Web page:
Yet it worked, and then the whole thing was classified top secret in order not to inflame the Iranians. There were still 52 hostages being held. Mendez was even given the highest award for a CIA agent in a secret ceremony by then-President Jimmy Carter, who had sanctioned the operation. No one knew about it for nearly 20 years, until it was declassified under the Clinton administration.
Besides directing it, Affleck plays Mendez in the movie, which itself is a highly enjoyable Hollywood version of the story. Certain characters, like Mendez's rock-solid boss played by Bryan Cranston and an over-the-top Hollywood producer (Alan Arkin) are composites of real people. Other facts are altered for dramatic effect.
Affleck is sitting in the Beverly Hilton Hotel, where a scene in "Argo" was shot: a costumed reading of the script for the fake "Argo," complete with scantily clad Princess Leia types.
Was that part of the story true?
"That was slightly elevated," Affleck admits with a smile. "They really did take out ads and really did go to lengths to demonstrate that the movie was the real thing, but they didn't have girls in bikinis at a script reading. That was my touch."
But he adds that while "Argo" got to make fun of Tinseltown, at the same time it's a bit of a tribute.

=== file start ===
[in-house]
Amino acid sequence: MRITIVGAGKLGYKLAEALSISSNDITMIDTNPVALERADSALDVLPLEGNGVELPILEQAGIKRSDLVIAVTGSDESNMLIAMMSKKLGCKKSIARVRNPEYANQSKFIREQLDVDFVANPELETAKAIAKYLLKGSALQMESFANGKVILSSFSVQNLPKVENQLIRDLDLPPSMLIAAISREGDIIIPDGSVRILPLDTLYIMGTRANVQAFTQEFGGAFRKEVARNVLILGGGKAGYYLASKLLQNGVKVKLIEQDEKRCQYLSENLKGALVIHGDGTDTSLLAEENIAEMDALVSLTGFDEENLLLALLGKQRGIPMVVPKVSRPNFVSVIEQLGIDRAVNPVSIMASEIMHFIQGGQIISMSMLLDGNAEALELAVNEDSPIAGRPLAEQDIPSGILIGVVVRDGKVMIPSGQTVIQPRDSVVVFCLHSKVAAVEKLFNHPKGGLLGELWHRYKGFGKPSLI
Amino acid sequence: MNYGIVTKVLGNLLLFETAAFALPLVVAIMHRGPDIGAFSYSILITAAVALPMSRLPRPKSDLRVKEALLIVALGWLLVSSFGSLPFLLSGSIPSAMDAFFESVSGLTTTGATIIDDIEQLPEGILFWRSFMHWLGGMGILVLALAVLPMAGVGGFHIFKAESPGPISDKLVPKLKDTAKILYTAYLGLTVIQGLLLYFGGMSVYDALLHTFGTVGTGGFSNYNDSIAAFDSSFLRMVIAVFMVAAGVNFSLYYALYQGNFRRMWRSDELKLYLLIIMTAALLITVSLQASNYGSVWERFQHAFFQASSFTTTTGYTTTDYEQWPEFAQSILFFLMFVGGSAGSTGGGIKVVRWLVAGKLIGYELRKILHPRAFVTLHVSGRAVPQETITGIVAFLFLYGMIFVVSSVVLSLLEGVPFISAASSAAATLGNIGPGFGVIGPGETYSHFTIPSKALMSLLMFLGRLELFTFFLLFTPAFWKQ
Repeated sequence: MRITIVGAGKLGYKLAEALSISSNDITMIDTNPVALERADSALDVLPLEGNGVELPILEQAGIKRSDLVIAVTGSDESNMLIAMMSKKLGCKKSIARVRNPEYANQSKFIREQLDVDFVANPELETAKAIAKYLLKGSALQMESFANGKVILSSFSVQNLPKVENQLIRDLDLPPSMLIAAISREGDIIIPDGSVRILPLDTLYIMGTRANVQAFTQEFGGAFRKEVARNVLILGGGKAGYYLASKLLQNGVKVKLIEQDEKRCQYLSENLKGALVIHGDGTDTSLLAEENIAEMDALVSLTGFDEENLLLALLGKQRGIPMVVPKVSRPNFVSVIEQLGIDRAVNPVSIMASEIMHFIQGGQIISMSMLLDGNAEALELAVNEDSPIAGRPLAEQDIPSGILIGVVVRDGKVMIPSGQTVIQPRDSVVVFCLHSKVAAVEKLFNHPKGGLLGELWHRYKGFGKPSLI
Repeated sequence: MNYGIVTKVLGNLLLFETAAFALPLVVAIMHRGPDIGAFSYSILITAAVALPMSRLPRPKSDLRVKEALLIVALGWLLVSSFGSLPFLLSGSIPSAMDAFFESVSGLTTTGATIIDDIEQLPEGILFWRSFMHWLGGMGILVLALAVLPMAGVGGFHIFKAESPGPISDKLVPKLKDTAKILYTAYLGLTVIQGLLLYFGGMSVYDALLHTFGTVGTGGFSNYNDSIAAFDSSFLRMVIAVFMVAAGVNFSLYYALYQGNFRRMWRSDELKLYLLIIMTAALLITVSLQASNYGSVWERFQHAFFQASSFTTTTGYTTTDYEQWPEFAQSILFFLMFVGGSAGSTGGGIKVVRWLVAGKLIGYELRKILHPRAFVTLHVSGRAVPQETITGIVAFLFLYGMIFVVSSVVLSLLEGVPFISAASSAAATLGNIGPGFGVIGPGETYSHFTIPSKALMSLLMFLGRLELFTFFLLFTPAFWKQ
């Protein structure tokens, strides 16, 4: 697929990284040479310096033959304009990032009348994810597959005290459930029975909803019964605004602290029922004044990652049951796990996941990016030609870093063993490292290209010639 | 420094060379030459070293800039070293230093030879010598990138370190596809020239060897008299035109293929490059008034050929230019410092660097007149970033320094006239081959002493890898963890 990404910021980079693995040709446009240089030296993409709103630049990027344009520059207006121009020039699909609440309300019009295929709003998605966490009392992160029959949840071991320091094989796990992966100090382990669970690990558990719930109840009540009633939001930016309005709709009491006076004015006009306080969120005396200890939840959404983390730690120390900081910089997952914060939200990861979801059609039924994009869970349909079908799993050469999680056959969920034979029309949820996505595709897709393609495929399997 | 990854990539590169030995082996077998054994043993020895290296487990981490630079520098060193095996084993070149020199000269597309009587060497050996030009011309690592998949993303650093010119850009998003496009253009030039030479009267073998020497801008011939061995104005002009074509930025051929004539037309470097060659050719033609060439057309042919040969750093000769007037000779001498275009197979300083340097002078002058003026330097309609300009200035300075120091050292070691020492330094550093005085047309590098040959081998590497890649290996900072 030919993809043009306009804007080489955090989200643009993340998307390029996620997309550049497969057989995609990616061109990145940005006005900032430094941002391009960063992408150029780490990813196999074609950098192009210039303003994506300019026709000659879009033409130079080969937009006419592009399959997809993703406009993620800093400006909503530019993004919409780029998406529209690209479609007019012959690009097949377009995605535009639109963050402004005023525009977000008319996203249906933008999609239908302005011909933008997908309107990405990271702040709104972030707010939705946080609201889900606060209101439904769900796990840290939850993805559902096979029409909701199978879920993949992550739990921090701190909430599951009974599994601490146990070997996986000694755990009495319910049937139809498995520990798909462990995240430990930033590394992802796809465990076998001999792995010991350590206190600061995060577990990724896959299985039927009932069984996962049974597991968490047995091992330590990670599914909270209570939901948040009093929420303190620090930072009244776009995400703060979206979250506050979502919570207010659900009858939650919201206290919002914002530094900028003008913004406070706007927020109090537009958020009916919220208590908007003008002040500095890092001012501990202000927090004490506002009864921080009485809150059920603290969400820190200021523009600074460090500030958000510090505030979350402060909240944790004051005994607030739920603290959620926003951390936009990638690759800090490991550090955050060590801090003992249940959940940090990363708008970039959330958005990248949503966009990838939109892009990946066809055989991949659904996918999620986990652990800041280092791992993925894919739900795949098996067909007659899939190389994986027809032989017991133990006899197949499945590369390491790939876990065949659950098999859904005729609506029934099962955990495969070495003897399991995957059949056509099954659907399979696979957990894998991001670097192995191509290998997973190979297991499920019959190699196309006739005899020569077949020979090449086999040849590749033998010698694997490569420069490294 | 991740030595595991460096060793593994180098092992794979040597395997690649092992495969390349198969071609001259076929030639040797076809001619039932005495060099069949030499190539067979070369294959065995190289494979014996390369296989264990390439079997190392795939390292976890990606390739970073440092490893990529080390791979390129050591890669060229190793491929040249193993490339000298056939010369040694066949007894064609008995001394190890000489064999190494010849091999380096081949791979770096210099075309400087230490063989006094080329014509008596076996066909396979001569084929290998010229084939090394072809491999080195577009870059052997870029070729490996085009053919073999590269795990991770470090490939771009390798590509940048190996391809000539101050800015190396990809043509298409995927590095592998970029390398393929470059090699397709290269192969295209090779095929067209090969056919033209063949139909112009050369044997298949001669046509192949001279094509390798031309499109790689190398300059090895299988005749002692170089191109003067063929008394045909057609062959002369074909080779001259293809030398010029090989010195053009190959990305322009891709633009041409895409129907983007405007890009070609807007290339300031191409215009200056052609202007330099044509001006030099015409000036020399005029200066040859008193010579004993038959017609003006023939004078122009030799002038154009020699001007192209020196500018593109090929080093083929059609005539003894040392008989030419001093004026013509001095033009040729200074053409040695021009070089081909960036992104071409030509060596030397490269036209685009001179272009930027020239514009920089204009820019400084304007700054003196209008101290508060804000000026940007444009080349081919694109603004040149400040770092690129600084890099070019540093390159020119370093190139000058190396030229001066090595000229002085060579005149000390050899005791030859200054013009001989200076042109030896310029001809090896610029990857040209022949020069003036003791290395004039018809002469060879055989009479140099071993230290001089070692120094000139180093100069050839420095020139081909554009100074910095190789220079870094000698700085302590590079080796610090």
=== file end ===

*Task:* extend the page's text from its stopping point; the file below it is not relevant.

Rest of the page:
"There are people in Hollywood who we love, who make us laugh and make us smile, like Alan Arkin's character. Those two things exist side by side."
This is Affleck's third turn behind the camera. He did not act in his 2007 directorial debut, "Gone Baby Gone," but he did in his 2010 hit "The Town," about Boston bank robbers. He says he's much more sensitive about directing other actors. As for himself, he takes a make-sure-you're-covered approach.
"I do a bunch of takes and I use my instincts -- the kind of stuff I do in other movies," he says. "Then I have the luxury of cutting my performance in the editing room."
There is a scene in "Argo" shot in Istanbul, Turkey, where some 1,300 extras are shouting "death to America" in Farsi and then storm the U.S. Embassy.
"That was my little baby 'Lawrence of Arabia' moment. That would have been a small day for David Lean. It was a lot for me," says Affleck, who adds they shot 8mm, 16mm and 35mm and "got in there with the crowd to mix it up."
The filmmaker watched a lot of newsreel footage from the event to get it right. (As the credits roll on the film, comparisons of the real footage and what Affleck shot are remarkably similar.)
The day they filmed was cold and rainy and, Affleck says, it was difficult to whip the extras into an anti-America frenzy.